- Those who had were most likely to be men, aged 25-34, in social grades ABC1, and to be regular Twitter users
- Around 40% of citizens however thought it was likely that they would use an app in future to find out information during an emergency or to receive emergency warnings
- Very few expected to use an app in future to contact emergency services rather than dialling 999.
Only a small minority of UK citizens (seven per cent) have downloaded a smartphone app that could help them in a disaster or emergency. Even when excluding those 376 participants who currently do not use a smartphone, the proportion is still only eight per cent. This is likely to represent a fairly unique group of citizens with a particular interest in emergency response or in smartphone applications. More specifically these are more likely to be:
- Men – 65% of those who had downloaded an app were male
- Aged 25-34 – 59% were in this age bracket
- Regular Twitter users – 47% of those who use Twitter on an hourly basis had downloaded such an app (in contrast 14% of those who use Twitter on a daily basis had done so)
- In social grades ABC1 – 80% fell into this social grade (16% of social grade A had done so compared with 2% of those in social grade E).
Of the 135 survey participants who had downloaded an app that could help in a disaster:
- 44% had downloaded a weather app
- 42% a first-aid app
- 36% a warning app
- 28% an emergency call app.
Ten participants indicated that they had downloaded an app that did not fall into these four broad categories. These included:
- A work specified app
- A Stolen phone tracker
- A Power cut notification
- A missing child alert
- InCase of emergency
- Health Cover
- An emergency data app
- Drum cussac
- A lack of response meant somethings wrong
- A French advice app.
Figure 10 on the other hand shows how likely participants overall thought it was that they would use smartphone apps for a variety of purposes as a result of an emergency in future. It shows that citizens are generally most likely to use apps to receive information during emergencies rather than to share information. Thus, around four in ten thought it was at least quite likely they would use an app for such a purpose. However, overall, only about 19% of the population think it is very likely they will use an app in future for at least one of these purposes.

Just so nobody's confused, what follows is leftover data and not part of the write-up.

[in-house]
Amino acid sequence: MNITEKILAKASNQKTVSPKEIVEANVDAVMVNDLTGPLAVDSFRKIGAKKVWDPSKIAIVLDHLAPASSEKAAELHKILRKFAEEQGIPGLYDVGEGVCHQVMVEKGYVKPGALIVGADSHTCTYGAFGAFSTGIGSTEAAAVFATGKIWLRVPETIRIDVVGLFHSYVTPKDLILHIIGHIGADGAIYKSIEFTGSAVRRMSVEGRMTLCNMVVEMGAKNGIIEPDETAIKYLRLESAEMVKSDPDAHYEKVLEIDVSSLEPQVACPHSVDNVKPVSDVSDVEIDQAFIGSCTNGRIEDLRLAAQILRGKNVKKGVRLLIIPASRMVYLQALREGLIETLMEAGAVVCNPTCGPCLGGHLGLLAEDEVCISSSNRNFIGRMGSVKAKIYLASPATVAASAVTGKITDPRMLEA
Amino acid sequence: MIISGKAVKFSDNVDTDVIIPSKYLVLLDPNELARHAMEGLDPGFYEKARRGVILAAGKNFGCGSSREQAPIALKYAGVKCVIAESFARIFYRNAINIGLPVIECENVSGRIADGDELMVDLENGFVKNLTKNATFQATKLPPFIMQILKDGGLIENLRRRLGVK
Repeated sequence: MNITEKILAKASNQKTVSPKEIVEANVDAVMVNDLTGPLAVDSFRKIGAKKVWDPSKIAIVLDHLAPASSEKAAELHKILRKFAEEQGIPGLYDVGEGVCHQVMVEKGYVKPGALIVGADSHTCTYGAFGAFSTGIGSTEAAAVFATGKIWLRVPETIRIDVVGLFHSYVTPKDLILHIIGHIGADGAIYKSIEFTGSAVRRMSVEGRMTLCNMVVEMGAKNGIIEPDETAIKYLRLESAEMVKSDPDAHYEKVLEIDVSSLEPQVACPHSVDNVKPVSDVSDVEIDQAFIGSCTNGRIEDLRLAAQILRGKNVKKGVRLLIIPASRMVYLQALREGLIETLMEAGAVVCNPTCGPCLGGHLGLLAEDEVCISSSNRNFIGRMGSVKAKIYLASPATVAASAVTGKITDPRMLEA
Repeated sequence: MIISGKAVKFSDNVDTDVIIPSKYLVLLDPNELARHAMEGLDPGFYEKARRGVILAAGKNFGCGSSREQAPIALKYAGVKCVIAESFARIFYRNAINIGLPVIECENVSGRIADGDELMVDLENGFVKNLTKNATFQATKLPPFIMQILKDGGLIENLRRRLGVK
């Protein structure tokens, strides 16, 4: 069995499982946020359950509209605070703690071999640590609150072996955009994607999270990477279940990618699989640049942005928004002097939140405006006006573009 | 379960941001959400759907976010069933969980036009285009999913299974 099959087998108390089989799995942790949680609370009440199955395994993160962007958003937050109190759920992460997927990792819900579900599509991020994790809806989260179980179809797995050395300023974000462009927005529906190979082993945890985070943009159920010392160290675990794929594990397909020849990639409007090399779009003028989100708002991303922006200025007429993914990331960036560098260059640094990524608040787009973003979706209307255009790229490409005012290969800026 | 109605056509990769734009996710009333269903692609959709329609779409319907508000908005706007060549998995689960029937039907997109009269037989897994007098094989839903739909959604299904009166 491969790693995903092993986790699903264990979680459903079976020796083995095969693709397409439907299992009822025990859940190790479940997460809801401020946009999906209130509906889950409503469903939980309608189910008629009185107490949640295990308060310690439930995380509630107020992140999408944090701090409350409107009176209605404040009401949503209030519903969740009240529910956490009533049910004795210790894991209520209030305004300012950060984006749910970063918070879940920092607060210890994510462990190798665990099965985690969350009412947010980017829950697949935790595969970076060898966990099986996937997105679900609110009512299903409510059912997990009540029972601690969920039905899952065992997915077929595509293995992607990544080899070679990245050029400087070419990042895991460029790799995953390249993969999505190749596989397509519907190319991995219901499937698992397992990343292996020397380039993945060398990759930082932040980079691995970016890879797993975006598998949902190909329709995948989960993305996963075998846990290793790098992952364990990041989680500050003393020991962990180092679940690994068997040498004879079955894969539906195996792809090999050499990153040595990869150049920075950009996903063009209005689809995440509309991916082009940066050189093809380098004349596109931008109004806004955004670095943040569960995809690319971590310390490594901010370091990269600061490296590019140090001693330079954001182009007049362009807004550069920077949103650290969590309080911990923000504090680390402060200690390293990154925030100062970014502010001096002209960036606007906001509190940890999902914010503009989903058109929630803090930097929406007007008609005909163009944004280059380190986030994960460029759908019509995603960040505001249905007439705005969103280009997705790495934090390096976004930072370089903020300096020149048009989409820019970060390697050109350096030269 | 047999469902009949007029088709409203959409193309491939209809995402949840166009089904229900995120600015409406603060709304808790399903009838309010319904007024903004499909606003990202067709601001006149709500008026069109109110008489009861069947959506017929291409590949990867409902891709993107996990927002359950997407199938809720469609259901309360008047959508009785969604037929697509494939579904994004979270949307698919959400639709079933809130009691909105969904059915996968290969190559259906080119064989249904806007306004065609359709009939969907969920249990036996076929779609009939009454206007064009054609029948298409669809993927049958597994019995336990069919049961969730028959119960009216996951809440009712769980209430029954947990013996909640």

Figure 10: Likelihood of using an app in future for different purposes
Perhaps unsurprisingly, those who had downloaded an app in the past were significantly more likely to think that it was very likely they would use an app for one or more of these purposes in future.
A total of 2000 UK citizens completed the survey, including 1118 women (55.9%) and 882 men (44.1%). The vast majority of respondents (91.2%) were between 25 and 74 years old. Around two third of the respondents (66.6%) were in the social grade ABC1 and around one third (33.4%) in the social grade C2DE. A large proportion of citizens (39.6%) were working full time and 25.3% was retired. Most respondents (83.1%) lived in England, especially in the South and East of England (33%). As there were significant differences between the respondents and population statistics the sample was weighted to be representative of the population. Information about gender, age, social grade, working status and region was used to weight to the sample. The analysis in the main part of this document is based on the weighted sample. The tables and figures below present further information about the demographic statistics of the unweighted sample in regards to age, social grade, working status and region.